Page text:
I had 2 babies in my 40s, over 5 years ago, in Zurich. I chose CVS testing. I think I did it very early, ca 8 weeks. It was not pleasant but we wanted a definitive result, which came very quickly, after ca 2 days ( and we found out sex, which was fab). It was carried out by a specialist doctor, and was covered by my insurance. I would have chosen the blood test but it was not available then.

You have clearly thought in depth about this. Don't worry about cost, take the test if you want peace of mind asap.

Good luck!
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  #28  
Old 24.03.2015, 22:47
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Re: no more screening for Down syndrome?

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There was always a risk of spontaneous abortion from either test, (although I never saw one case of this in 7 years)
My first wife had one after an amniocentesis.

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Abortion - the law in Switzerland says no abortions past 12 weeks?
No, it doesn't.

Abortions are freely available during the first trimester, after that, you need a medical reason, but there is no time limit in such cases.

http://www.swissinfo.ch/eng/the-secr...-rate/33585760

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fact is that there is a timeframe to opt for abortion
No, there isn't, it can be done at any time with doctor approval.

Tom
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  #29  
Old 24.03.2015, 22:49
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Re: no more screening for Down syndrome?

Medical termination.
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  #30  
Old 24.03.2015, 22:57
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Re: no more screening for Down syndrome?

From memory, here's how the screening works:

The neuchal translucency is an ultrasound test. It measures the folds at the back of the embryo/foetus - Down Syndrome babies tend to have a different thickness of fold. It used to be done around 14 weeks, but I think it can be done between 10-14 weeks (I had an ultrasound done at estimated 9 weeks due to another reason and it was not 'late enough' to check the neuchal fold...) - so they will probably say 10-14 weeks to make sure it's not too early and you aren't wasting your time.

They do a blood screening test with this, and a calculation (which is based a lot on the age of the parents!) - to decide whether the baby is at a higher risk or not...it does not confirm down syndrome, it only give you a calculated risk percentage. It's up to you and your doctor to then decide, if it comes back as a high risk (and remember, the calculation is based a lot on age anyway)... then you will be asked to decide whether to go for a proper test.

Once you have that 'risk number' you can decide whether to request an amniocentesis/cvs (chorionic villi sampling) which involves putting a tiny needle into the uterus and taking a sample of amniotic fluid and they will get skin cells from the foetus which can then be genetically tested.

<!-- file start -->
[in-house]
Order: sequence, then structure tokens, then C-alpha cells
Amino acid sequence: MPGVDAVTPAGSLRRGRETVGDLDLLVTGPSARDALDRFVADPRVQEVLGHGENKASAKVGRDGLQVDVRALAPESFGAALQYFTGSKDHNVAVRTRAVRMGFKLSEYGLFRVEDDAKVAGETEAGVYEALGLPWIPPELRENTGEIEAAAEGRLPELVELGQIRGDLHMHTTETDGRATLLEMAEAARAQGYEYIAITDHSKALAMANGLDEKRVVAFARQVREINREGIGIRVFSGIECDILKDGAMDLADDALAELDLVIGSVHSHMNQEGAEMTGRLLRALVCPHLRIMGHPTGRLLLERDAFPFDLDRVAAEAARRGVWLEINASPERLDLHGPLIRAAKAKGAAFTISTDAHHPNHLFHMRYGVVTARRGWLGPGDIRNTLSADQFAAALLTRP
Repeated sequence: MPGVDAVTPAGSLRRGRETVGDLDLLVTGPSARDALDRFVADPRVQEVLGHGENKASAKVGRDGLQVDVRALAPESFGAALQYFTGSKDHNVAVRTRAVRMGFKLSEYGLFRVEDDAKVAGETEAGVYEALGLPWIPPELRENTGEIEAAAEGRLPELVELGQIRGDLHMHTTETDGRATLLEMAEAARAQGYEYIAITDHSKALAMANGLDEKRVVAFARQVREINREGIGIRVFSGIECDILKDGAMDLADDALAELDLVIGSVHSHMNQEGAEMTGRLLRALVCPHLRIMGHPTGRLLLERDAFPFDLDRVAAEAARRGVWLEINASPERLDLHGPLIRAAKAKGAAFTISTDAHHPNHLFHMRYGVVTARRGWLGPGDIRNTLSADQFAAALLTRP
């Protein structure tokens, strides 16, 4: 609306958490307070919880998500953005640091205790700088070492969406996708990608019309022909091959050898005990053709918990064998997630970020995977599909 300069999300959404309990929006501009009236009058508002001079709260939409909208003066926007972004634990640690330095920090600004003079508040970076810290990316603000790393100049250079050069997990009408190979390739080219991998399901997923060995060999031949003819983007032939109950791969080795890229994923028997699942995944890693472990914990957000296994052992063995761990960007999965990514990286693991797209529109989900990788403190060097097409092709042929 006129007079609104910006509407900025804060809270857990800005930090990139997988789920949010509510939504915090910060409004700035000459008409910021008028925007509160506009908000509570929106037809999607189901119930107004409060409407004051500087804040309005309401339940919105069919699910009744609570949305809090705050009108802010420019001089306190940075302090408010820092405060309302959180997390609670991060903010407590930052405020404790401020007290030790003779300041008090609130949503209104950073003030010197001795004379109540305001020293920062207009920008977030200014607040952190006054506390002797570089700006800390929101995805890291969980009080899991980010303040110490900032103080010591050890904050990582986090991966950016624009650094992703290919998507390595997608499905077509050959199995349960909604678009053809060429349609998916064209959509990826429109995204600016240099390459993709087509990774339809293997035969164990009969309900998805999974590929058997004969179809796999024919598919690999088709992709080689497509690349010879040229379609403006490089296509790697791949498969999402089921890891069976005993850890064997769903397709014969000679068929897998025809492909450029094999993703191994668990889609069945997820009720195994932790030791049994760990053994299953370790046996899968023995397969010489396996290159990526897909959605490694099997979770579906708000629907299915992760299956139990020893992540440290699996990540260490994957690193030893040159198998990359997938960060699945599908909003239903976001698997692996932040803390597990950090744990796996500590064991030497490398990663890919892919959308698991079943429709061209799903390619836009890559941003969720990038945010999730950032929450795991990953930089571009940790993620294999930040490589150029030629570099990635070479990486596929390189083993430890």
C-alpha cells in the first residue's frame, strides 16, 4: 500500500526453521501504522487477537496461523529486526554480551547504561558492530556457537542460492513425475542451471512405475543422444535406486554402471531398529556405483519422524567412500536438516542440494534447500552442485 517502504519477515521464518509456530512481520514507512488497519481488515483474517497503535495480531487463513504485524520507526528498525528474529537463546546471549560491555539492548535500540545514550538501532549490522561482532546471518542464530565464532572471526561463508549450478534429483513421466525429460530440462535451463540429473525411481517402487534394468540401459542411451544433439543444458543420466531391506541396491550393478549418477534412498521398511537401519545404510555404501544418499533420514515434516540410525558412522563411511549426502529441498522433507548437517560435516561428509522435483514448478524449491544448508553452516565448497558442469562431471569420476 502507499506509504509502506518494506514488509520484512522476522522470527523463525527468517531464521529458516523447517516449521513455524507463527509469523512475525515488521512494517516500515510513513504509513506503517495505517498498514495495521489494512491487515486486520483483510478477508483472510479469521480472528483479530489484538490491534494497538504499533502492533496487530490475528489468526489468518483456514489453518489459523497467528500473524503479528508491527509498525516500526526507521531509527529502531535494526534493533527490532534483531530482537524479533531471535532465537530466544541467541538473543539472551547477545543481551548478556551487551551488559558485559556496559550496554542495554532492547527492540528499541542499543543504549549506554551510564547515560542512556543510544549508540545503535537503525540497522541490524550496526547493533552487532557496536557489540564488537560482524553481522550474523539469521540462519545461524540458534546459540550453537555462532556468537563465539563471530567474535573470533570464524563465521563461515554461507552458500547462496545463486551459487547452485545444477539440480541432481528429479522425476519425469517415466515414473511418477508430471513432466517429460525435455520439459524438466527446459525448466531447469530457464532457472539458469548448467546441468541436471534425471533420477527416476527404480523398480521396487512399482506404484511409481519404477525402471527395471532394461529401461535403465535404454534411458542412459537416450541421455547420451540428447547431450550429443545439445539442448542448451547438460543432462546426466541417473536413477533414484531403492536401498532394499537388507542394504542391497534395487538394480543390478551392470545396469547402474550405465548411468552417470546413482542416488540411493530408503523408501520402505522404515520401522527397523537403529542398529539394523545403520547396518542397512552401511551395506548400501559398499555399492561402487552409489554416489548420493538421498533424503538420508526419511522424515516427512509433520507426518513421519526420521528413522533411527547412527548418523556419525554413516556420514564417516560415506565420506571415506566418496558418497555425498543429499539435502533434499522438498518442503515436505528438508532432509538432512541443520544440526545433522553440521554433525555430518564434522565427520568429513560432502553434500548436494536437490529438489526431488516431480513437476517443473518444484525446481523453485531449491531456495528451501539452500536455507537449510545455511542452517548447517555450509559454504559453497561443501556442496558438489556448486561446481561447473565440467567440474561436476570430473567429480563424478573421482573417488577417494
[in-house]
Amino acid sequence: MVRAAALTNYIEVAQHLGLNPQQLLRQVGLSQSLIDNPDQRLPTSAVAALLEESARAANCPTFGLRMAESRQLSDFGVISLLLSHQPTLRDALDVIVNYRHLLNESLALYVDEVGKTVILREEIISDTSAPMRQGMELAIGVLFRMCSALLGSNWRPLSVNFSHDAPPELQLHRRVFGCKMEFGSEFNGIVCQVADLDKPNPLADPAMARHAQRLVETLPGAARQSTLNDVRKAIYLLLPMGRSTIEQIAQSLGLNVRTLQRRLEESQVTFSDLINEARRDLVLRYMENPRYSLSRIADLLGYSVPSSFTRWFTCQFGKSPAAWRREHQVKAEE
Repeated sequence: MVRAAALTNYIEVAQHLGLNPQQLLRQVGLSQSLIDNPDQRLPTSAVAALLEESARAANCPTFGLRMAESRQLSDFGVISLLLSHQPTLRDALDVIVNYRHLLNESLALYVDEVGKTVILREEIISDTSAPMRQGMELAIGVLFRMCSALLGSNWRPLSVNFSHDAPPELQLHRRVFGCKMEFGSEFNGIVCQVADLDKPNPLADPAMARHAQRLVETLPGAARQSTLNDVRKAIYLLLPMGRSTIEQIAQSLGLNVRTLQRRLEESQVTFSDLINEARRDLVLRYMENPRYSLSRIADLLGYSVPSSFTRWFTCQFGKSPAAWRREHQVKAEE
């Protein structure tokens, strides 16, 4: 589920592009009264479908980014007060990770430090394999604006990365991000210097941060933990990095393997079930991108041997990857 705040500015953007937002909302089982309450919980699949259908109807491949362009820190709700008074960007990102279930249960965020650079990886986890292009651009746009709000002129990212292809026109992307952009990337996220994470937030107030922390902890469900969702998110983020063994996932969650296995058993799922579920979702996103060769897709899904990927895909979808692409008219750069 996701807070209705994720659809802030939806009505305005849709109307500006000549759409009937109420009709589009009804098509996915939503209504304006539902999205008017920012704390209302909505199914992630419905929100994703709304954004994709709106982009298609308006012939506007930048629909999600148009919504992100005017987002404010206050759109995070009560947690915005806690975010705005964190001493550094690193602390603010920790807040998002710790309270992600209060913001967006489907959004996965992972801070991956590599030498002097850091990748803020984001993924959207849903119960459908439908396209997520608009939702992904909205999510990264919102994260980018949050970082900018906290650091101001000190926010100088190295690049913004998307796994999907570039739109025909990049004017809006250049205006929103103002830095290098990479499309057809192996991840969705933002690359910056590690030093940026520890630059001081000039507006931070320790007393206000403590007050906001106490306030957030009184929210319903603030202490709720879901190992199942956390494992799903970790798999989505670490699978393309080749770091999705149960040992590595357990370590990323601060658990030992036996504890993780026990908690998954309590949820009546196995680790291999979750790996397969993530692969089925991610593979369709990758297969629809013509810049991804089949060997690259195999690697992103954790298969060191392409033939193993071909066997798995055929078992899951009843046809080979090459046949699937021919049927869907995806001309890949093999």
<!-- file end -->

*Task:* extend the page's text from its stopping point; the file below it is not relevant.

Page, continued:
The main risk of this procedure is (a small possibility) of miscarriage.

Assuming you are over 35, your risk factor for down syndrome does increase, but most babies with down syndrome are born to younger mothers (under 35), as younger women generally have a lot more babies...

Medical termination is definitely allowed a long way past 12 weeks. It is handled differently to a general request for termination of pregnancy which is available in Switzerland by law to all women until 12 weeks...
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  #31  
Old 25.03.2015, 00:01
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Re: no more screening for Down syndrome?

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My first wife had one after an amniocentesis.



No, it doesn't.

Abortions are freely available during the first trimester, after that, you need a medical reason, but there is no time limit in such cases.

http://www.swissinfo.ch/eng/the-secr...-rate/33585760



No, there isn't, it can be done at any time with doctor approval.

Tom
Clarification for horsesibiris and coffeeandtea:

Art. 119

Legal abortion
1 The termination of a pregnancy is exempt from penalty in the event that the termination is, in the judgment of a physician, necessary in order to be able to prevent the pregnant woman from sustaining serious physical injury or serious psychological distress. The risk must be greater the more advanced the pregnancy is.
2 The termination of a pregnancy is likewise exempt from penalty if, at the written request of a pregnant woman, who claims that she is in a state of distress, it is performed within twelve weeks of the start of the pregnant woman's last period by a physician who is licensed to practise his profession. The physician must have a detailed consultation with the woman prior to the termination and provide her with appropriate counselling.
3 If the woman is incapable of judgement, the consent of her legal representative is required.
4 The cantons designate the medical practices and hospitals that fulfil the requirements for the professional conduct of procedures to terminate pregnancy and for the provision of counselling.
5 An abortion is reported for statistical purposes to the competent health authority, whereby the anonymity of the woman concerned is guaranteed and medical confidentiality is preserved.

So:
Before 12th week ends: Woman's request is the only thing necessary
After 12th week: Woman's request and licensed doctor's judgement are necessary

Last edited by glowjupiter; 25.03.2015 at 00:27. Reason: tl:dr added
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  #32  
Old 25.03.2015, 10:30
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Re: no more screening for Down syndrome?